First, welcoming more immigrants would increase the number of persons who stand to benefit from the rights as guaranteed in Europe. On condition that such a policy would not deprive poor countries of their elites, more people could enjoy democratic values.

Second, the future of Europe and the future of democracy are tightly linked. Stimulating immigration toward Europe could expand the European market, galvanise innovation, create an economy more open to the world and more dynamic and thus enable our old continent to compete with the new economic leaders whose political systems are often too authoritarian. As a consequence, we can imagine that emerging countries would be more attracted to democracy, and thus that democratic values and practices could spread worldwide, as it would be still recognized as an effective model of development.

If Europe wants to meet the challenge of immigration, that is to say face its future, it must win a cultural victory: to overcome distrust.

Such a shift implies the end of indifference to the "penning" of immigrants, the imprisonment of people - who, by the way, often come from former European colonies in Africa and Asia - in detention centers where living conditions are inappropriate for human beings. It also means fighting for equality, to set out a continent free from racism and antisemitism. It means placing democratic values at the heart of the common Europe project; and it also means rejecting austerity dogma as the current leading political principle of European institutions and governments.

The future of our continent and the future of democracy in the world are at stake.

Benjamin Abtan is President of the European Grassroots Antiracist Movement - EGAM

Pope Francis visits migrants on the Italian island of Lampedusa. (Photo: Getty.)

Benjamin Abtan is the President of the European Grassroots Antiracist Movement (EGAM).

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“Journalists are too scared to come”: Refugees on the forgotten war in Yemen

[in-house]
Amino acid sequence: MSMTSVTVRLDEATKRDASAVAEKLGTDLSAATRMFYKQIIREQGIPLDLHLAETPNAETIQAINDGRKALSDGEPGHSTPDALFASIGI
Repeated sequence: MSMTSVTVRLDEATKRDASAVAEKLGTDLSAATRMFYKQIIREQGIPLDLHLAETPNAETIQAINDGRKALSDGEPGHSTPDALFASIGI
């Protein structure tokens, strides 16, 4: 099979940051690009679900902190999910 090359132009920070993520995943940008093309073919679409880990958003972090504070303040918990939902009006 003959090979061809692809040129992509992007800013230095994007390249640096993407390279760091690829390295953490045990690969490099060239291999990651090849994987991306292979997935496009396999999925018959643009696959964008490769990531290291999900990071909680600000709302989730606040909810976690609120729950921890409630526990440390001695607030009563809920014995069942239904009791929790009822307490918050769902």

Only the few who have managed to flee the war-torn country can reveal the suffering of those left behind.

Last weekend’s BBC Our World report on the humanitarian crisis caused by the Yemen civil war highlighted that not only is the conflict a forgotten war, it is also an unknown war. Since war broke out 18 months ago in March 2015, surprisingly little has been written about the conflict, despite its similarity to ongoing and widely-reported other conflicts in the region, such as the Syrian crisis.

The main conflict in Yemen is taking place between forces allied to the President, Abdrabbuh Mansour Hadi, and those loyal to Zaidi Shia rebels known as Houthis, who forced Hadi to flee the capital city Sana’a in February. The loyalties of Yemen’s security forces are split, with some units backing President Hadi and others his predecessor Ali Abdullah Saleh, who is seen as the leader of the Houthi forces.

While these two forces have been at war, separate terrorist groups have been gaining more and more influence on the ground. Opposed by both the Houthis and Hadi’s forces, al-Qaeda in the Arabian Peninsula (AQAP) have staged deadly attacks from strongholds in the south and south-east. They are also opposed by Islamic State, which has claimed responsibility for a number of suicide bombings in Sana’a.

After rebel forces closed in on the president's southern stronghold of Aden in late March, a coalition led by Saudi Arabia responded to a request by Hadi to intervene and launched air strikes on Houthi targets.